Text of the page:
I have been off this blog for the past two weeks, because the last two weekends I was on a plane, traveling to and from Ahmedabad in India, where we are building our overseas Engineering group. It was a pretty busy week, but also a lot of fun, since we got to visit London during our stopover there, and because Ahmedabad is also the city where I started my career about 20 years ago. This post falls in the "just fluff, no stuff" category, a genre I guess I am getting more used to writing for nowadays. However, its not everyday one travels across the world on business (this was my first time), and I hope to share my insights with people who are or would be similarly situated.
We flew United Airlines out of San Francisco, arriving at Heathrow at London early the next morning. In general, I detest international flights because I hate having to sit upright for so long. However, compared to the 14 hours or so which is the norm for non-stop flights to Asia, this flight clocked in at about 9 hours, which was slightly better. We also got a seat near the emergency exit, which had a bit more leg room. However, by the time we reached London, I was sore and sleepless as usual.
I remember reading about at least one person who said that he developed a significant piece of software (either a J2EE server or a XML parsing framework, can't remember which) on a trans-Atlantic flight. Not that I had ambitions of this scope, but I wonder how he managed to power his laptop for the full 9 hours. My current laptop does not last for more than 1.5 hours, which I grant you is on the low side, but my old one clocked in at about 3 hours as well. I looked for a power source, just out of curiosity, but could not find one, so I ultimately settled down with a C++ book which I have been meaning to read for a long time. I didn't get far though, being squished between two people in United's cattle class seats is not very conducive to concentration, so my colleague and I ended up talking shop for most of the ride.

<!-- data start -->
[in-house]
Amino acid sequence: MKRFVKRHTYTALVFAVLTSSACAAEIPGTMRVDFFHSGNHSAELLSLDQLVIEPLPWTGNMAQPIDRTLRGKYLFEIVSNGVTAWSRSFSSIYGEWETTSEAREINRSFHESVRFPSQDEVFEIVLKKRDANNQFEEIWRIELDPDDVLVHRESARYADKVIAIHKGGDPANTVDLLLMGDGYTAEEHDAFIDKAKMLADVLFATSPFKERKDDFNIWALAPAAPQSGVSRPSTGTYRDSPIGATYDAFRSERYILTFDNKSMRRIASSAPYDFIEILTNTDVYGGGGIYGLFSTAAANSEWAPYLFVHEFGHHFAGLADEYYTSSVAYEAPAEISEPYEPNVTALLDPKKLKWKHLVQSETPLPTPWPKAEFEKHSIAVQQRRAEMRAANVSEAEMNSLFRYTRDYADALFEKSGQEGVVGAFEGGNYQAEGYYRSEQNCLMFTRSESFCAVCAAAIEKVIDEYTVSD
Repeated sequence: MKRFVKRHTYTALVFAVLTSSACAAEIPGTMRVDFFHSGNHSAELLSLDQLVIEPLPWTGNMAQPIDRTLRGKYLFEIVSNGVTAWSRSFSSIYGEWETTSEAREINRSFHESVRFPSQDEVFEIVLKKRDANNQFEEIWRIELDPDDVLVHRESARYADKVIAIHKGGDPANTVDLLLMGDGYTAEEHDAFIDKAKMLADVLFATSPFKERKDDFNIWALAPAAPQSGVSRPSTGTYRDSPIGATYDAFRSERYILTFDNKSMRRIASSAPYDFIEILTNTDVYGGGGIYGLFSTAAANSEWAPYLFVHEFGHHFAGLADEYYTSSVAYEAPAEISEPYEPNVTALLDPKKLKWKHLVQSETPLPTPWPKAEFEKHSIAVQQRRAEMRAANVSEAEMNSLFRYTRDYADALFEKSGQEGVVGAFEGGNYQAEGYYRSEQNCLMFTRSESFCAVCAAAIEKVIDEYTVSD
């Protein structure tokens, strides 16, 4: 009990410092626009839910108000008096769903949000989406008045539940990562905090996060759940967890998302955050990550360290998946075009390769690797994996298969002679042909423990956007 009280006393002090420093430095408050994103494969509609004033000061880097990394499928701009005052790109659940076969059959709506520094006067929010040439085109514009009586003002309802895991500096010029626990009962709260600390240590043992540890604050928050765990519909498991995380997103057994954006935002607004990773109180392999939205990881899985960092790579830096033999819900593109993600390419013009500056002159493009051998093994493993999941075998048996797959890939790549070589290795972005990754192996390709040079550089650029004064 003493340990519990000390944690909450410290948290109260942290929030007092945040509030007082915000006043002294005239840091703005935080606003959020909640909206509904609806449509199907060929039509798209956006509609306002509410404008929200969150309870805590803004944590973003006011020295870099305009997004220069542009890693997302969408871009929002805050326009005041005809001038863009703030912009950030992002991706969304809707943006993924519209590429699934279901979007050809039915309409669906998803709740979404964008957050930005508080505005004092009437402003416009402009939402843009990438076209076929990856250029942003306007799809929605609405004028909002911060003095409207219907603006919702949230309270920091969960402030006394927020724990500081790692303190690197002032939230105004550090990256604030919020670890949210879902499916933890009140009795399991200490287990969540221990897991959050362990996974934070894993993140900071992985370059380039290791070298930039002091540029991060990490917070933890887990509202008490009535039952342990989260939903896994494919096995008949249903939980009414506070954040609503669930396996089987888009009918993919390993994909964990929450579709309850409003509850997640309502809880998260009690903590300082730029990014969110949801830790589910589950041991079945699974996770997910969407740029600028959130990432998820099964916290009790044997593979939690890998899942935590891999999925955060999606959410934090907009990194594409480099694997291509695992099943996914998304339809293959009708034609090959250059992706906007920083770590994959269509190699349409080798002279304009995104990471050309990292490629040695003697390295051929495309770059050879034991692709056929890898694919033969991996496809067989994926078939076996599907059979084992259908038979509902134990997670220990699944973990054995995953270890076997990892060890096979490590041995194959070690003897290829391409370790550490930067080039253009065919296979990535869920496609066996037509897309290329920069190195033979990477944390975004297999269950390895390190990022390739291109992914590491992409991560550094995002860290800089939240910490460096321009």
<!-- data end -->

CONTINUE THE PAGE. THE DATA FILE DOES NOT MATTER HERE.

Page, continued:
We arrived early morning at London the next day. Our flight to Ahmedabad was in the evening, so we had a full day to visit London. The lines at the immigration counter was long, even at 6am in the morning, but once we got to the immigration officer's desk 45 minutes later, we had our passports checked and stamped in less than a minute. We did not have much time to research London before we left, all I had were two schematic maps for walking tours from the London Tourist site. We bought a day pass on the London Underground (aka Tube) and went to the city from the airport. The day pass costs £ 6.70 and can be used both on the train and bus. There are free maps available at the airport information kiosks which we found very helpful.